# All participants have ad_risk_by_proxy are considered cases (1) and the rest are considered as controls (0)

pdf_qced['ad_by_proxy'] = 
np.where(pdf_qced['ad_risk_by_proxy']>= 1, 1, 0)

Cleaning up the Pandas DataFrame and Saving to Your Project

Next we cleaned up the DataFrame to set up as input with regenie. We renamed the columns for human-readability and added an FID column, which is the required format for regenie. We also convert the list of parental illnesses to a string, for ease of formatting:

# Rename columns for better human readability 
import re
pdf_qced = pdf_qced.rename(columns=lambda x: re.sub('p22009_a','pc',x)) 
pdf_qced = pdf_qced.rename(columns={'eid':'IID', 'p31': 'sex', 'p21022': 'age', 'p22006': 'ethnic_group', 
'p22019': 'sex_chromosome_aneuploidy', 
'p22021': 'kinship_to_other_participants', 
'p22027': 'outliers_for_heterozygosity_or_missing'})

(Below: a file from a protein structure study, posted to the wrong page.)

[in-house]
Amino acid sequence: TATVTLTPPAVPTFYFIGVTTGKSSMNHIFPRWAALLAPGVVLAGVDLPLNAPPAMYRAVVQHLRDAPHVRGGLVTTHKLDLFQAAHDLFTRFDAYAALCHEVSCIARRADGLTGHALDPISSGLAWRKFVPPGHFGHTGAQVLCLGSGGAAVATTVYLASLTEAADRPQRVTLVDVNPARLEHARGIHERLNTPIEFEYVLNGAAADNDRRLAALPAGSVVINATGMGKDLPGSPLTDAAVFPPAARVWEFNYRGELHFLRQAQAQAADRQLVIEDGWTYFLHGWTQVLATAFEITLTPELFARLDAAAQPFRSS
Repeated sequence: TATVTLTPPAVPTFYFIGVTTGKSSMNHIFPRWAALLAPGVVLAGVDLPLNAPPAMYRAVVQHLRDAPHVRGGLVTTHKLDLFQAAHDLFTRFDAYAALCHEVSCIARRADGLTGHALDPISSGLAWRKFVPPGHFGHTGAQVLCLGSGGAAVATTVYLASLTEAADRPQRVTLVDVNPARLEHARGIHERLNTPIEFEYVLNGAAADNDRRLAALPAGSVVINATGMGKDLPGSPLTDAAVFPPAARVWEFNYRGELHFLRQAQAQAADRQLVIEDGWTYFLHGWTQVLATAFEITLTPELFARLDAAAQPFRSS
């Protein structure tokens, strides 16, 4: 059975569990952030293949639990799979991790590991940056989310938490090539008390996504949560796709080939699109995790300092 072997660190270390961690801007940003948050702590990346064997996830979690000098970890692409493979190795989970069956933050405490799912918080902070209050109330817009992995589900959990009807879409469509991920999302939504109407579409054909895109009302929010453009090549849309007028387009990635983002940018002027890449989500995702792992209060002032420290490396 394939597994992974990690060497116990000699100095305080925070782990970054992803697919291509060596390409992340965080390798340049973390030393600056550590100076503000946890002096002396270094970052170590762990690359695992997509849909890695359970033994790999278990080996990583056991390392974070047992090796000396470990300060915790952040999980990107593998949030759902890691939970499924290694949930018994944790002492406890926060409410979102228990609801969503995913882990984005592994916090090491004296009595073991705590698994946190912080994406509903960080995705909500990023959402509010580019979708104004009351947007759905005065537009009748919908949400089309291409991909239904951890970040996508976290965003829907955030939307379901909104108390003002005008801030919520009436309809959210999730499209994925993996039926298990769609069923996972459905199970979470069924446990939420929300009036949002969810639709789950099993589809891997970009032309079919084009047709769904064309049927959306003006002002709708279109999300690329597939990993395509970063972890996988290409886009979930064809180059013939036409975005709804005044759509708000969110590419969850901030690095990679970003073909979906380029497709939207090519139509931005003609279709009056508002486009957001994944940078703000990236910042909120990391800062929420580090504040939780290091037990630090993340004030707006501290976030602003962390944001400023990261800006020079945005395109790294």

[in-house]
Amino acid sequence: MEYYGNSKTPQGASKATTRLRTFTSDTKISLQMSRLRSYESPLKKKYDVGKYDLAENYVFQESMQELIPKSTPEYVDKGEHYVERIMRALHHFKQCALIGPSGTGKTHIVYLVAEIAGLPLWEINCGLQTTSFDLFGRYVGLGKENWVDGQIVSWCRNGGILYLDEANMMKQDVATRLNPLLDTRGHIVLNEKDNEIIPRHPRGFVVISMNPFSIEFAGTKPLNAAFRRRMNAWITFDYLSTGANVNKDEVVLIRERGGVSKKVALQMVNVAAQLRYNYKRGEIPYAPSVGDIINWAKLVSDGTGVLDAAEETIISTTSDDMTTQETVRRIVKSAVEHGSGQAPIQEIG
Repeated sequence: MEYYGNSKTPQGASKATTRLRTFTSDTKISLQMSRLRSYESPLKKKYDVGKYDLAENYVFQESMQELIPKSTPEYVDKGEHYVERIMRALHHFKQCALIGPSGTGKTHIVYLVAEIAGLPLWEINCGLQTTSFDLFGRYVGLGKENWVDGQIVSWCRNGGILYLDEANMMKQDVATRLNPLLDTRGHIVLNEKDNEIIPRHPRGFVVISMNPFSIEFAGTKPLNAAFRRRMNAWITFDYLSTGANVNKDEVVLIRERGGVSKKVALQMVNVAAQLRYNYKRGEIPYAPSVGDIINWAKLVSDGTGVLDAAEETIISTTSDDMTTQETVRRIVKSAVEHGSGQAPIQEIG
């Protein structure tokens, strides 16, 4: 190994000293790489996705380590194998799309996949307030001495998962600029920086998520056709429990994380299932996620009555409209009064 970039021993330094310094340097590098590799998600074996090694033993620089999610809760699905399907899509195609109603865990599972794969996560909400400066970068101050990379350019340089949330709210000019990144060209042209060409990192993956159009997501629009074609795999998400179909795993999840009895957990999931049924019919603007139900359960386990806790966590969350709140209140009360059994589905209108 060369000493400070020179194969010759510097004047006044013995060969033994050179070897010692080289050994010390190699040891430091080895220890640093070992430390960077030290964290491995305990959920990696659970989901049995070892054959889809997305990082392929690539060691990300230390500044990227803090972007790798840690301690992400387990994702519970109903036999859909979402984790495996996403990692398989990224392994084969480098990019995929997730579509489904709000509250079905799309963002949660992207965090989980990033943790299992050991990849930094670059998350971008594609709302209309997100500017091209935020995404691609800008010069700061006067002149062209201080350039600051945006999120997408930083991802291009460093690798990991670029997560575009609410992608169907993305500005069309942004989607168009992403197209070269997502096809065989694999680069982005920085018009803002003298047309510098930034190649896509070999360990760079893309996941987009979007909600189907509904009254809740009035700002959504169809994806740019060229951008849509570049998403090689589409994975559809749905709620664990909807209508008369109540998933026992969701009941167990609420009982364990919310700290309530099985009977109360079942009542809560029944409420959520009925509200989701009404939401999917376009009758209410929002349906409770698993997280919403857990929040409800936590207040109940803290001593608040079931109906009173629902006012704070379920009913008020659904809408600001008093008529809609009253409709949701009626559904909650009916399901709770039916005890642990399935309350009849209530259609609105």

# Add FID column -- required input format for regenie 
pdf_qced['FID'] = pdf_qced['IID'] 

# Join list of parent's illness -- making it a single string format rather than list format 
pdf_qced['illnesses_of_father'] = pdf_qced['illnesses_of_father'].apply(lambda x: [str(i) for i in x if i]).str.join(",").replace(r'^\s*$', np.nan, regex=True)
pdf_qced['illnesses_of_mother'] = pdf_qced['illnesses_of_mother'].apply(lambda x: [str(i) for i in x if i]).str.join(",").replace(r'^\s*$', np.nan, regex=True)

# Join list of ICD10 code -- making it a single string format rather than list format
pdf_qced['icd10_codes'] = pdf_qced['icd10_codes'].apply(lambda x: 'NA' if x is None else ",".join([str(i) for i in x]))
# Create a phenotype table from our QCed data 
pdf_phenotype = pdf_qced[['FID', 'IID', 'sex', 'age', 
'ad_by_proxy', 'ad_risk_by_proxy',